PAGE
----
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ISIS has claimed responsibility for the devastating twin attacks that hit Kabul, killing at least 72 people.
The group released a statement claiming responsibility for its Telegram account on Thursday, following today’s attacks.
The two explosions, one of which hit the door of the Kabul airport abbey and the other the Baron hotel, were attributed to ISIS-K, a regional affiliate of the so-called Islamic State that operates in Afghanistan and Pakistan.
ISIS-K’s Abdul Rehman Al-Loghri was the suicide bomber responsible for the explosion at Abbey Gate, according to ISIS. The Gate is manned by American and British troops.
The explosions killed at least 72 people, including 12 US servicemen, and injured more than 140 more.
Founded in 2015, ISIS-K supporters aim to establish an Islamic caliphate in Khorasan (hence the initial ‘K’), a historic region that covers Pakistan and Afghanistan along with parts of Central Asia.
Ahead of Thursday’s attacks, the US warned that the group would likely target the thousands of people gathered at Kabul’s Hamid Karzai International Airport as they try to flee the country after the Taliban takeover on August 15 and earlier. of the August 31 deadline for the withdrawal of US and NATO Forces.
The organization has already carried out approximately 100 attacks against civilian targets and another 250 involving US, Afghan or Pakistani security services, most of them recorded via mobile phone videos and then broadcast online.
In May, ISIS-K killed at least 68 Afghans and wounded 165 others when they detonated three car bombs outside the Syed Al-Shahda girls’ school in Kabul.
The vast majority of the victims were young students who the Islamist group considers legitimate targets because they do not believe that women and girls should be educated.
The attack came after a period in which Western airstrikes had killed thousands of supporters of the terrorist network and at least three of its leaders.
The organization’s first chosen emir or leader was a former Pakistani Taliban commander named Hafiz Saeed Khan, who was assassinated in 2016.
Its infantrymen were largely Taliban deserters, as was its astute public relations chief, Sheikh Maqbool, who was tasked with ensuring that the group’s attacks gained global attention.
They were appointed at the behest of ISIS’s (then) main dog, Abu Bakr al-Baghdadi, who was facing difficulties on his lands in Syria and Iraq, so they began funneling cash to Khan to establish a new stronghold in the East.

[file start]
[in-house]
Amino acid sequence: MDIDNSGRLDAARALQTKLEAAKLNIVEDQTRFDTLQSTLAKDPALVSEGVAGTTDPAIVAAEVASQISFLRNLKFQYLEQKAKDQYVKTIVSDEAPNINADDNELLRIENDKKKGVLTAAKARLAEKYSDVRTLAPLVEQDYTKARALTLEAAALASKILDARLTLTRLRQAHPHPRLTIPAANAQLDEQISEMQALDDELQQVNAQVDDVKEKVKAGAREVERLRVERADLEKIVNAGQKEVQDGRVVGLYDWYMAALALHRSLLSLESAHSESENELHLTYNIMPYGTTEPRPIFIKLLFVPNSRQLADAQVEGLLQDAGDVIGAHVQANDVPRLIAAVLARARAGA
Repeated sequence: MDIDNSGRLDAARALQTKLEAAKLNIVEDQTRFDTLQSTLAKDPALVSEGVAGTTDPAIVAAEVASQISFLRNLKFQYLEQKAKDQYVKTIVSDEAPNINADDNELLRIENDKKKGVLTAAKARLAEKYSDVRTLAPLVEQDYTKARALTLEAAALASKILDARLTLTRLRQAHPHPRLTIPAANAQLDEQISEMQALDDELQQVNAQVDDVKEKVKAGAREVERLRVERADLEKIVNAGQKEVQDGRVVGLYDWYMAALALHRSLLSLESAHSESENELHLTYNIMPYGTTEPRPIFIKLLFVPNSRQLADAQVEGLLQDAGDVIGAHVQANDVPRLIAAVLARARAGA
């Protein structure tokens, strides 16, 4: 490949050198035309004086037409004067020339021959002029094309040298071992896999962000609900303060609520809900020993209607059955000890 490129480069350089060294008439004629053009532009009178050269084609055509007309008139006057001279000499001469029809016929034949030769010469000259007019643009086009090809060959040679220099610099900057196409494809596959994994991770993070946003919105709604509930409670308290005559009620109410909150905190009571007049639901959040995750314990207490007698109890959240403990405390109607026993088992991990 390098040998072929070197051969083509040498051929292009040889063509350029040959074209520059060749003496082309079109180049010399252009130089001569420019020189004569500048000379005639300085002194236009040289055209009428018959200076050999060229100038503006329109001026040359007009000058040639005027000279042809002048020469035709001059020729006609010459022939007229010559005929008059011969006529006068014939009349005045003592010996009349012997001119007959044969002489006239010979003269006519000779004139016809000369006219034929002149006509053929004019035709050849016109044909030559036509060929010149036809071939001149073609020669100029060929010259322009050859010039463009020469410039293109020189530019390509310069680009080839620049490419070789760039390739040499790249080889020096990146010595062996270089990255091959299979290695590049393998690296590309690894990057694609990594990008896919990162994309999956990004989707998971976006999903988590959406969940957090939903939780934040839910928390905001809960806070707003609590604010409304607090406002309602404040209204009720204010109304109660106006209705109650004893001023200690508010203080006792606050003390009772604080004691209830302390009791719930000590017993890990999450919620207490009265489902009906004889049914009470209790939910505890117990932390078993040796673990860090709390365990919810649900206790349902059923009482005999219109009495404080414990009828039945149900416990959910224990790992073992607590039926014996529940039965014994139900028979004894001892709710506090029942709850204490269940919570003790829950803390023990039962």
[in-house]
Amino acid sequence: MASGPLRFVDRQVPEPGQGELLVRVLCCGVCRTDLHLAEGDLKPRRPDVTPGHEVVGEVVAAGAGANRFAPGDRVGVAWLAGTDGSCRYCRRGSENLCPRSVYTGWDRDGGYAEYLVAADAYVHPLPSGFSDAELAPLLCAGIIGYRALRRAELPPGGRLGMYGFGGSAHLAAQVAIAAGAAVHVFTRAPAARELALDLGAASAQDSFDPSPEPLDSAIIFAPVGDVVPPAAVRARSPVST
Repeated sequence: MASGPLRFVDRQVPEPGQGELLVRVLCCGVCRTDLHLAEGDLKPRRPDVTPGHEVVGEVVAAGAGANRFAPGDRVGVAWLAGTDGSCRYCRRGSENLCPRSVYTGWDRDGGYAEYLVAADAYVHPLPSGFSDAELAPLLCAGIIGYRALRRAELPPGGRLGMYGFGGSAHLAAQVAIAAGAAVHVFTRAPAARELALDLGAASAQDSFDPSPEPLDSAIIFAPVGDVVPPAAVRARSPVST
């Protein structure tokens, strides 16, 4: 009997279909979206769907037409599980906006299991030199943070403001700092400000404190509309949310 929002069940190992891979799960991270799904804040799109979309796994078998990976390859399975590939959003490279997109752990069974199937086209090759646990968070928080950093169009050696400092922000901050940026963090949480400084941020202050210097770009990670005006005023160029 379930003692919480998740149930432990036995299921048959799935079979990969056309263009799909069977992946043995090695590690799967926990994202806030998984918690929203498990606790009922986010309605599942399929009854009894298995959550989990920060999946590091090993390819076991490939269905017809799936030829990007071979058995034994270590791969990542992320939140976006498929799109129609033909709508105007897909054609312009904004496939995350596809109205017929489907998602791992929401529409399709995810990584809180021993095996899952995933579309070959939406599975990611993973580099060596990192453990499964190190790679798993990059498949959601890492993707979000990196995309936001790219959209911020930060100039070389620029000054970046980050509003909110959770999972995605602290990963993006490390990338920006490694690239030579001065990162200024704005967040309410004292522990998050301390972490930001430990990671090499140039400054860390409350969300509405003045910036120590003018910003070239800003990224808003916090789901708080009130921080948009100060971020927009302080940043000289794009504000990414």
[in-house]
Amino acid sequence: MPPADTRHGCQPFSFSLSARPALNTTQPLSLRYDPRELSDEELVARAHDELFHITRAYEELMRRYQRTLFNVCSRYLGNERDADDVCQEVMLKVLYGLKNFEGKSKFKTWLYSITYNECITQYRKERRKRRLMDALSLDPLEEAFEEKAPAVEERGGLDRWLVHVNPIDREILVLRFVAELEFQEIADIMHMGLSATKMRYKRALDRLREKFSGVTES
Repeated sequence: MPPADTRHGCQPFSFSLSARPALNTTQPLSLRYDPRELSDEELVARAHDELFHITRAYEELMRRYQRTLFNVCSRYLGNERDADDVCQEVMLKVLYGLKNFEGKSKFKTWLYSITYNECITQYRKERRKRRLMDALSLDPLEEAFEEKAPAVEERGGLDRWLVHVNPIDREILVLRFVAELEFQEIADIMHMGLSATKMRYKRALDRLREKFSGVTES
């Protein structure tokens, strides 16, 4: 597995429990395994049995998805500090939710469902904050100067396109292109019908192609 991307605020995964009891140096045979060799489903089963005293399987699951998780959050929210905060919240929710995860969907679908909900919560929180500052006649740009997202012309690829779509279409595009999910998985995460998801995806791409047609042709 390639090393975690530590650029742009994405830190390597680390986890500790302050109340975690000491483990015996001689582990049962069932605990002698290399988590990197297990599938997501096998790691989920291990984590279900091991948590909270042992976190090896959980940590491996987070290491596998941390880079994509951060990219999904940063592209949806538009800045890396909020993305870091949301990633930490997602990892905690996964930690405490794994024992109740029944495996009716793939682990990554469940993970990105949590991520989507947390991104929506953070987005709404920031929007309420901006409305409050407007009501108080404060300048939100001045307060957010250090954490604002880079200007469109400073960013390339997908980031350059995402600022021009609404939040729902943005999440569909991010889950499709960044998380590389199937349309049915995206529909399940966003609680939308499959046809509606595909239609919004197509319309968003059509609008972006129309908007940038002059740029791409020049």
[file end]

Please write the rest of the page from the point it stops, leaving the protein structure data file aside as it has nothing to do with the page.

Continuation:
Khan’s successor, Abdul Hasib
Initially, their activities were limited to suicide bombings and small arms attacks against civilians, along with occasional kidnappings.
Khan’s successor, Abdul Hasib, was famous both for ordering fighters to behead local elders in front of their families and for kidnapping women and girls who were then forced to ‘marry’ their fighters, effectively becoming s*x slaves. .
He was killed in a special forces raid on his compound in which two American soldiers were killed in April 2017.
Later that month, the US dropped the largest non-nuclear bomb in its arsenal, a massive GBU-43 artillery air blast (MOAB), also known as the ‘Mother of all bombs’, on a key system. of ISIS-K tunnels and caves in Afghanistan’s Nangarhar province. About 100 of his troops died.
Then a series of drone strikes wiped out Hasib’s successors, Abu Sayed and Abu Saad Orakzai, and roughly 80 percent of the group’s troops, reducing their estimated strength from three to four thousand to less than 800. followers by the end of 2018.
However, like many militant groups, they have since proven almost impossible to eliminate completely.
The deaths of successive leaders have ended up being largely symbolic, as they have been quickly replaced by seasoned comrades sent from other ISIS strongholds.
New infantrymen have been recruited through stylish propaganda videos describing their global aspirations to create an Islamist caliphate in Asia, governed by Sharia law, before eventually ‘[hoisting] the al-Uqab flag over Jerusalem and the White House’.
The current leader of the group is believed to be Shahab al-Muhajir, also known as Sanaullah.
A United Nations report released in February said he took office in June 2020.
Sanaullah is currently believed to have little or no ability to mount terrorist attacks in the West.
Instead, he is focused on a mission to rid Afghanistan and other parts of his home territory of foreign “crusaders” who “proselytize Muslims” as well as “apostates.”
Abdul Rehman Al-Loghri Quicks and Facts
- Group posted a statement on Telegram claiming responsibility for the twin blasts
- At least 72 people have been killed, including twelve US servicemen
- One explosion hit Kabul airport from where thousands are trying to evacuate
- The blasts had been blamed on ISIS-K, a regional affiliate in Afghanistan